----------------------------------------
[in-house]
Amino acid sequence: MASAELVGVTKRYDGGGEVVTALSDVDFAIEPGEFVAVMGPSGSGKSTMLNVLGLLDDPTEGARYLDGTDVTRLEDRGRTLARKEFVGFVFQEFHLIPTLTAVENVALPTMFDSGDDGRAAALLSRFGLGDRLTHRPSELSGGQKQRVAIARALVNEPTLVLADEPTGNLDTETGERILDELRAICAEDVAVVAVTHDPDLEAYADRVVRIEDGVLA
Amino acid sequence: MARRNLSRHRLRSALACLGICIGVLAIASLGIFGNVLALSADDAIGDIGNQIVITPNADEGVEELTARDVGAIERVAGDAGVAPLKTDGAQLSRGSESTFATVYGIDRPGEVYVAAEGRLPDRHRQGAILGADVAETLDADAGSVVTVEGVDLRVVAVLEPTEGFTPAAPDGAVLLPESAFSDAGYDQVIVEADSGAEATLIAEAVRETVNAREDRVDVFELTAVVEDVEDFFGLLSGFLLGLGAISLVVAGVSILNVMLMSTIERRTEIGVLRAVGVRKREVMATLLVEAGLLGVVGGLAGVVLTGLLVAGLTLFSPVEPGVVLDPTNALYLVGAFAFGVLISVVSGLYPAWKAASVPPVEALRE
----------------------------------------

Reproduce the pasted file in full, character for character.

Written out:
[in-house]
Amino acid sequence: MASAELVGVTKRYDGGGEVVTALSDVDFAIEPGEFVAVMGPSGSGKSTMLNVLGLLDDPTEGARYLDGTDVTRLEDRGRTLARKEFVGFVFQEFHLIPTLTAVENVALPTMFDSGDDGRAAALLSRFGLGDRLTHRPSELSGGQKQRVAIARALVNEPTLVLADEPTGNLDTETGERILDELRAICAEDVAVVAVTHDPDLEAYADRVVRIEDGVLA
Amino acid sequence: MARRNLSRHRLRSALACLGICIGVLAIASLGIFGNVLALSADDAIGDIGNQIVITPNADEGVEELTARDVGAIERVAGDAGVAPLKTDGAQLSRGSESTFATVYGIDRPGEVYVAAEGRLPDRHRQGAILGADVAETLDADAGSVVTVEGVDLRVVAVLEPTEGFTPAAPDGAVLLPESAFSDAGYDQVIVEADSGAEATLIAEAVRETVNAREDRVDVFELTAVVEDVEDFFGLLSGFLLGLGAISLVVAGVSILNVMLMSTIERRTEIGVLRAVGVRKREVMATLLVEAGLLGVVGGLAGVVLTGLLVAGLTLFSPVEPGVVLDPTNALYLVGAFAFGVLISVVSGLYPAWKAASVPPVEALRE